had on my old Cal 25. Whitbread navigator Mark Rudiger found that the most
convenient way to work at the "chart table" was by sitting on the sink and
leaning forward. He couldn't stand up -- there's nowhere near enough
headroom. Only Dave Ullman and Norman Davant thought the boat had standing
headroom -- anyone over 5' 9" will have to bend over down below.
But this is not a boat you buy for the interior. Its purpose is high
performance sailing and Rod Johnstone hit that target right in the middle
of the bullseye. It didn't take the curmudgeon very long at the steering
wheel to realize the J/125 is very much a "gentleman's Melges 24." It's a
big keelboat, but it is also a very spirited one with a very light helm.
Turning the huge steering wheel takes a bit less strength than dialing an
old fashioned dial phone. One finger does the job -- honest. But when you
spin the wheel, the boat does not turn -- it leaps to the left or right.
Give me the wheel in 15 knots of breeze with the A-sail flying and I'm
pretty sure I could throw any unrestrained bowman over the side if that
was my objective. This is one lively sailboat.
Upwind, the helm is still very very light without a trace of weather helm.
Perhaps that's because we were using a #3 genoa in only 10-12 knots of
wind. Or maybe it's because the carbon-fiber rig was only raked back three
feet. Hey guys, it's a J/Boat -- you have to rake the mast way back to give
the helmsman some feel. The crew who sailed the 125 in the Big Boat Series
said the boat points just fine, but who really cares? Downwind is where the
fun is -- guaranteed to produce enduring smiles. There is a hell of a
temptation to sail the boat "hot" -- when you do, the boat seems to jump
right out of the water.
New owners will spend at least $300,000 before they can race their J/125,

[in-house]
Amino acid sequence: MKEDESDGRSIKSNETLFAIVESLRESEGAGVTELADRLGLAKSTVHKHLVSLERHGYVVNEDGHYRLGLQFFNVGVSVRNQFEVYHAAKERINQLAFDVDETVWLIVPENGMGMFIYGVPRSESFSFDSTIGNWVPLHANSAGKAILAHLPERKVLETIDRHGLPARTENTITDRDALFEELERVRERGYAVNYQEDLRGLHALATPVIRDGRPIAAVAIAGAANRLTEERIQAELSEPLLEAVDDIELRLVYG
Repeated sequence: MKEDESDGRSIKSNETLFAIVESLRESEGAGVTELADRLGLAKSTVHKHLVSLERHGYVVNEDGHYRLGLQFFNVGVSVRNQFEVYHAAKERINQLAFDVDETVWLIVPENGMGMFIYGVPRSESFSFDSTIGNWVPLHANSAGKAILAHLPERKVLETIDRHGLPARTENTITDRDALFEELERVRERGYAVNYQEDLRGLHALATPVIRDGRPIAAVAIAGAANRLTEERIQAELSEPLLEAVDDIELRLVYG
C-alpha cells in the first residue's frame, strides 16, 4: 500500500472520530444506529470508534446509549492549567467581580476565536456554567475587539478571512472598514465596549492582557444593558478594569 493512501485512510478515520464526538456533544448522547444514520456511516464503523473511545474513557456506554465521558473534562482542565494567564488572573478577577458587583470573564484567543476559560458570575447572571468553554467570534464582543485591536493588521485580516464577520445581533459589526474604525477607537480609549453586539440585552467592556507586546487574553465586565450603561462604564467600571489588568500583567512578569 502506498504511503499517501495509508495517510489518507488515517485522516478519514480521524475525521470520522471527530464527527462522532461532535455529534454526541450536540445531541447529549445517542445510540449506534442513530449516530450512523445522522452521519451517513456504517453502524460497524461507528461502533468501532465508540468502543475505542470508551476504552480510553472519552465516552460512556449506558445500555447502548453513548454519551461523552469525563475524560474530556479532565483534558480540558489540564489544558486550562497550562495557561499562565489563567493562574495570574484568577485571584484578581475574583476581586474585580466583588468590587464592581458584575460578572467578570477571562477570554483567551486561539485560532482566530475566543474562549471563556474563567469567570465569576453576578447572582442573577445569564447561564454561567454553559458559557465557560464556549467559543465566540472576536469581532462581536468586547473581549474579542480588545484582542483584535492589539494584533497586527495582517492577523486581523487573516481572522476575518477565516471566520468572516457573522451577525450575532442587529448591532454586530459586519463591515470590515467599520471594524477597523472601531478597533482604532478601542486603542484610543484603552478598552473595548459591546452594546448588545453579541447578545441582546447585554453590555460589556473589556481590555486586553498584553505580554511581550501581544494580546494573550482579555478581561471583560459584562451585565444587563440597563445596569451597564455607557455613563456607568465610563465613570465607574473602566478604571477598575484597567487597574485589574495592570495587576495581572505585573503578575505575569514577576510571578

but apparently that has not dulled enthusiasm. Four have been sold on the
West Coast and the next available hull from the TPI factory is #12.
Admittedly the boat was designed as a day racer, but could you also take it
on a Mexican Race? Oh, I think so! The interior is going to be very crowded
with six people living aboard; and sleeping will be difficult with the boat
continually leaping off waves; and the menu will be very limited. But I can
almost guarantee it will take weeks to wipe the smiles off of the faces of
those six people.
Sailing the J/125 produces a big rush. Even in the rain.
NIPPON CUP '98 / ISAF WORLD CHAMPIONSHIP OF MATCH RACING
After three days of the first round robin series, only Peter Gilmour (AUS,
now living in Japan and ranked #1 in the world) remains undefeated. Current
Peter GIlmour 8 wins, 0 losses
Chris Law 5-3
Bertrand Pace 5-3
Markus Wieser 5-3
Gavin Brady 4-3
Jochen Schumann 4-4
Magnus Holmberg 3-5
Luc Pillot 2-6
Peter Holmberg 2 -6
Sten Mohr 2 -6
There is no reason the great graphics on your boat can't be exactly
replicated on your crew shirts and other sailing attire. But if you want it
done right, you should really talk with Frank Whitton at Pacific Yacht
Embroidery. Whether you need tee shirts, polos or jackets -- Frank is the
man. Get in touch with him now and find out how affordable it can be. Frank
Pacyacht@aol.com / 619-226-8033